When an IT system or service becomes unavailable, how to automatically identify where the problem is and how can it be fixed?
In most enterprises, Mean Time To Resolve (MTTR) is one of the key measures used in the service level agreements by the service owners for the services they offer to their clients. Mean time to resolve (MTTR) is the average time that a service will take to recover from any failure.
For faster MTTR, we have to be good at identifying the problems faster. That’s why Mean Time To Identify (MTTI) is an important KPI as well. MTTI is also referred as Mean Time to Detect (MTTD). MTTI is the difference between the onset of a service outage and the actual detection of its root cause. Mean Time To Identify (MTTI) doesn’t necessarily protect you from downtime, but it can focus the recovery efforts on where the problem lies, directly reducing MTTR. This is also helpful for enforcing SLAs.
Therefore, in the digital world of IT operations, the speed to identify the issue, categorize, prioritize and response has never been more important.
In order for us to see all problems as they occur, we must design and instrument each component of the entire system so that they generate sufficient telemetry, allowing us to understand how our system is behaving as a whole. When all levels of our application stack have instrumentation and telemetry, along with health rules with events, it increases the likelihood of automated RCA and therefore, a reduced MTTI.
It is important to distinguish between machine-learning assisted RCAs (Root Cause Analysis) and machine-learning performed RCAs. By Automated RCA, we mean machine-learning assists in the detection of RCA and let the human-centric process or an <AutonomicManager> address the fixing. The key focus of <AutomatedRCA> is to significantly reduce the MTTI in the current devops world.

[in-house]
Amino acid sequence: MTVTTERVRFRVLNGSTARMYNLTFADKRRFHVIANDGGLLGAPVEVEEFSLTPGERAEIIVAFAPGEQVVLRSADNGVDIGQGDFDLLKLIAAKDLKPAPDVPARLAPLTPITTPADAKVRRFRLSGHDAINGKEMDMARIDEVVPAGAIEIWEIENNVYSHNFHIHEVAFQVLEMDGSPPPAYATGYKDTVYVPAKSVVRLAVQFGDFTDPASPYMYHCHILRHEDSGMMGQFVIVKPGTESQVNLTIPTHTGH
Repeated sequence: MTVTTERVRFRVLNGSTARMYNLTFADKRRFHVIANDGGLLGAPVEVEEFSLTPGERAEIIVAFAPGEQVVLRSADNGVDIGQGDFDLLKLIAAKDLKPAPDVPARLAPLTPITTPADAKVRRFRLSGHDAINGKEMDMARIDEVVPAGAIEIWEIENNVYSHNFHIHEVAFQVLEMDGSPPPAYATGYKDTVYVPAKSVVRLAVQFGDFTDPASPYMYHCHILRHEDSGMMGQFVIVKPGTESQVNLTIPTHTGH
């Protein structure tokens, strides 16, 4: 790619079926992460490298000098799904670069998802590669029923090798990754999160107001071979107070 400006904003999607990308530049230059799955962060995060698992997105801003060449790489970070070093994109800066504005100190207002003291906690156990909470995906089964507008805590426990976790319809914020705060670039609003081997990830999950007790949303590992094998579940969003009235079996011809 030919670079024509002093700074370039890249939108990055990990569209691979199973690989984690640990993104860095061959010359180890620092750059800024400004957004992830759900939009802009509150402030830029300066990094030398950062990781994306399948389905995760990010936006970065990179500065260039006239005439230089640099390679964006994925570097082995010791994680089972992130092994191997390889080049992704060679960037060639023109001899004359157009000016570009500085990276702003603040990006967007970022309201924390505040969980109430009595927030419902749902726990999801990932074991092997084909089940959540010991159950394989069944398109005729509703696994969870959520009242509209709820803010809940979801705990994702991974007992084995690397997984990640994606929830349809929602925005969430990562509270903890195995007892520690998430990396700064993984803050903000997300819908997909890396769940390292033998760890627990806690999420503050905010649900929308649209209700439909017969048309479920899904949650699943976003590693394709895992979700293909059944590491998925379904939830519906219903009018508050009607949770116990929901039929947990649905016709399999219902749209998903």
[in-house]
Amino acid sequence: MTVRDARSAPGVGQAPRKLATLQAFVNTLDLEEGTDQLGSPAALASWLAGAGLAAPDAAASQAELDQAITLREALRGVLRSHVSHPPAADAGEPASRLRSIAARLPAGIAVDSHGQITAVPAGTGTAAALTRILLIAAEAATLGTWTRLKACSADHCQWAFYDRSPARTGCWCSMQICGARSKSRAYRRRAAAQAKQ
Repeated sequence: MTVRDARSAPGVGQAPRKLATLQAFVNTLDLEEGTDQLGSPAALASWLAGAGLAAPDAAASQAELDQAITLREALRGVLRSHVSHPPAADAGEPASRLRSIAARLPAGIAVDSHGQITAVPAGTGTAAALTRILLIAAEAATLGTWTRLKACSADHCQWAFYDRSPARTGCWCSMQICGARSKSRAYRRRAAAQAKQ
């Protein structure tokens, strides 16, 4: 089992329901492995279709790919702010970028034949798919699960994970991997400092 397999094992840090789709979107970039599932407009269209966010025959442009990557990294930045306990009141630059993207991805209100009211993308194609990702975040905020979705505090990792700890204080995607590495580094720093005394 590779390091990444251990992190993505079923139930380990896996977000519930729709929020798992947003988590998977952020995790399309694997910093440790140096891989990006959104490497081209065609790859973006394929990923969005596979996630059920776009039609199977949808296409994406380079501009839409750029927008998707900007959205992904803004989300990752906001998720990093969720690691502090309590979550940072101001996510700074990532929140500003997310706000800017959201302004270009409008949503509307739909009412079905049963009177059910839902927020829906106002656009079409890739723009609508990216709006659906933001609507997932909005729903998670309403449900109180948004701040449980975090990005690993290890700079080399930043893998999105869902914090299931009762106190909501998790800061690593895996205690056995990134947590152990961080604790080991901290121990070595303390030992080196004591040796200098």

In real-life implementations, the business and operational telemetry may involve one or more databases since many enterprises typically deal with multiple APM (Application Performance Management) and infrastructure monitoring tools. For example, an IT service comprising of an application running on Openstack environment might leverage OpenStack’s telemetry service at the infrastructure layer and an APM to instrument and enable telemetry for application layer and any of open source instrumentation tools such as Zipkin, OraOpenSource or Open Tracing-based instrumentations. Therefore, the health rules and business rules will be attached to the respective telemetry services.
An automated RCA involves correlating events across different components of the stack and their interactions with their dependent services, over a period of time. The effectiveness of an automated RCA comes from well-defined decision trees designed through the past experiences.
Therefore, it serves well to separate the telemetry store and the real time operational intelligence store architecturally.